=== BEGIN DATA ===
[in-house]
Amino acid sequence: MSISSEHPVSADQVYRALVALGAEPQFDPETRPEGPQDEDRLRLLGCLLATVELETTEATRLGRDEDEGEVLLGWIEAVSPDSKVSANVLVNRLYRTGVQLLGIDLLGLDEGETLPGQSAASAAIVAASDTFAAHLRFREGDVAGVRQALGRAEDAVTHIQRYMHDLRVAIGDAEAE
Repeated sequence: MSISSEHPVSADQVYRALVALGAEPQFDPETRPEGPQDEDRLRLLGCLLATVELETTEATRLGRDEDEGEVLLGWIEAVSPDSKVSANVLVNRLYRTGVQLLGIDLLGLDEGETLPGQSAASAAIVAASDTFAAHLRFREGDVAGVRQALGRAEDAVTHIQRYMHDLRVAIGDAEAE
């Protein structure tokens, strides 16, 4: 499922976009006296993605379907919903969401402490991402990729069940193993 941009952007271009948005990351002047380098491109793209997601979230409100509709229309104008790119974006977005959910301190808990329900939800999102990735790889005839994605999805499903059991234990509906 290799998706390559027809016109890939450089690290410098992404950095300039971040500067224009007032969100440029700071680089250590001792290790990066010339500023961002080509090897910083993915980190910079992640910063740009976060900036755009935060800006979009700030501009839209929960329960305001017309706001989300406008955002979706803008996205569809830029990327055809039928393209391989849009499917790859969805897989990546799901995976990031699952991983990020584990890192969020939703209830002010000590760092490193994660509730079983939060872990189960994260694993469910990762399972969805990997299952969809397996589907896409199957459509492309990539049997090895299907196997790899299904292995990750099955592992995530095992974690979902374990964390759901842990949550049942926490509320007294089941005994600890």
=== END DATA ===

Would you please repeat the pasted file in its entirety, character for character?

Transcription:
[in-house]
Amino acid sequence: MSISSEHPVSADQVYRALVALGAEPQFDPETRPEGPQDEDRLRLLGCLLATVELETTEATRLGRDEDEGEVLLGWIEAVSPDSKVSANVLVNRLYRTGVQLLGIDLLGLDEGETLPGQSAASAAIVAASDTFAAHLRFREGDVAGVRQALGRAEDAVTHIQRYMHDLRVAIGDAEAE
Repeated sequence: MSISSEHPVSADQVYRALVALGAEPQFDPETRPEGPQDEDRLRLLGCLLATVELETTEATRLGRDEDEGEVLLGWIEAVSPDSKVSANVLVNRLYRTGVQLLGIDLLGLDEGETLPGQSAASAAIVAASDTFAAHLRFREGDVAGVRQALGRAEDAVTHIQRYMHDLRVAIGDAEAE
């Protein structure tokens, strides 16, 4: 499922976009006296993605379907919903969401402490991402990729069940193993 941009952007271009948005990351002047380098491109793209997601979230409100509709229309104008790119974006977005959910301190808990329900939800999102990735790889005839994605999805499903059991234990509906 290799998706390559027809016109890939450089690290410098992404950095300039971040500067224009007032969100440029700071680089250590001792290790990066010339500023961002080509090897910083993915980190910079992640910063740009976060900036755009935060800006979009700030501009839209929960329960305001017309706001989300406008955002979706803008996205569809830029990327055809039928393209391989849009499917790859969805897989990546799901995976990031699952991983990020584990890192969020939703209830002010000590760092490193994660509730079983939060872990189960994260694993469910990762399972969805990997299952969809397996589907896409199957459509492309990539049997090895299907196997790899299904292995990750099955592992995530095992974690979902374990964390759901842990949550049942926490509320007294089941005994600890």